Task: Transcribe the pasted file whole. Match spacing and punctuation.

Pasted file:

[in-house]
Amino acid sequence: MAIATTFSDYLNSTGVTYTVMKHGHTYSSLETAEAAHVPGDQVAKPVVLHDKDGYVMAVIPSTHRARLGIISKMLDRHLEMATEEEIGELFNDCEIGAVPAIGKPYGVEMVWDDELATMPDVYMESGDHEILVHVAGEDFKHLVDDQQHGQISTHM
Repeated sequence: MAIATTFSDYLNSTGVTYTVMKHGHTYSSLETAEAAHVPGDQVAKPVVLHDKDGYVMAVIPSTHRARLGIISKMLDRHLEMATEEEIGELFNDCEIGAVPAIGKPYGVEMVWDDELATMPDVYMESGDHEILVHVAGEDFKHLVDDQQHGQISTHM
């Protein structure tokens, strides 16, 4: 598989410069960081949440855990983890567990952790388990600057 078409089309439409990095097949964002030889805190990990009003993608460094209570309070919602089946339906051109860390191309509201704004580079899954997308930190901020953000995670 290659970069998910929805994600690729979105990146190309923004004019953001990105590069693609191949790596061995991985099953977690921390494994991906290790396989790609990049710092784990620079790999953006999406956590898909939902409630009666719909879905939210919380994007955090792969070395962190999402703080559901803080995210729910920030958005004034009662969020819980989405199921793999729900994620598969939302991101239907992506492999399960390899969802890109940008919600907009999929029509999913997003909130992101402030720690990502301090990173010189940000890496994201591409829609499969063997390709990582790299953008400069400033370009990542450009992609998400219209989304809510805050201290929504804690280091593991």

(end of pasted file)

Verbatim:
[in-house]
Amino acid sequence: MAIATTFSDYLNSTGVTYTVMKHGHTYSSLETAEAAHVPGDQVAKPVVLHDKDGYVMAVIPSTHRARLGIISKMLDRHLEMATEEEIGELFNDCEIGAVPAIGKPYGVEMVWDDELATMPDVYMESGDHEILVHVAGEDFKHLVDDQQHGQISTHM
Repeated sequence: MAIATTFSDYLNSTGVTYTVMKHGHTYSSLETAEAAHVPGDQVAKPVVLHDKDGYVMAVIPSTHRARLGIISKMLDRHLEMATEEEIGELFNDCEIGAVPAIGKPYGVEMVWDDELATMPDVYMESGDHEILVHVAGEDFKHLVDDQQHGQISTHM
């Protein structure tokens, strides 16, 4: 598989410069960081949440855990983890567990952790388990600057 078409089309439409990095097949964002030889805190990990009003993608460094209570309070919602089946339906051109860390191309509201704004580079899954997308930190901020953000995670 290659970069998910929805994600690729979105990146190309923004004019953001990105590069693609191949790596061995991985099953977690921390494994991906290790396989790609990049710092784990620079790999953006999406956590898909939902409630009666719909879905939210919380994007955090792969070395962190999402703080559901803080995210729910920030958005004034009662969020819980989405199921793999729900994620598969939302991101239907992506492999399960390899969802890109940008919600907009999929029509999913997003909130992101402030720690990502301090990173010189940000890496994201591409829609499969063997390709990582790299953008400069400033370009990542450009992609998400219209989304809510805050201290929504804690280091593991």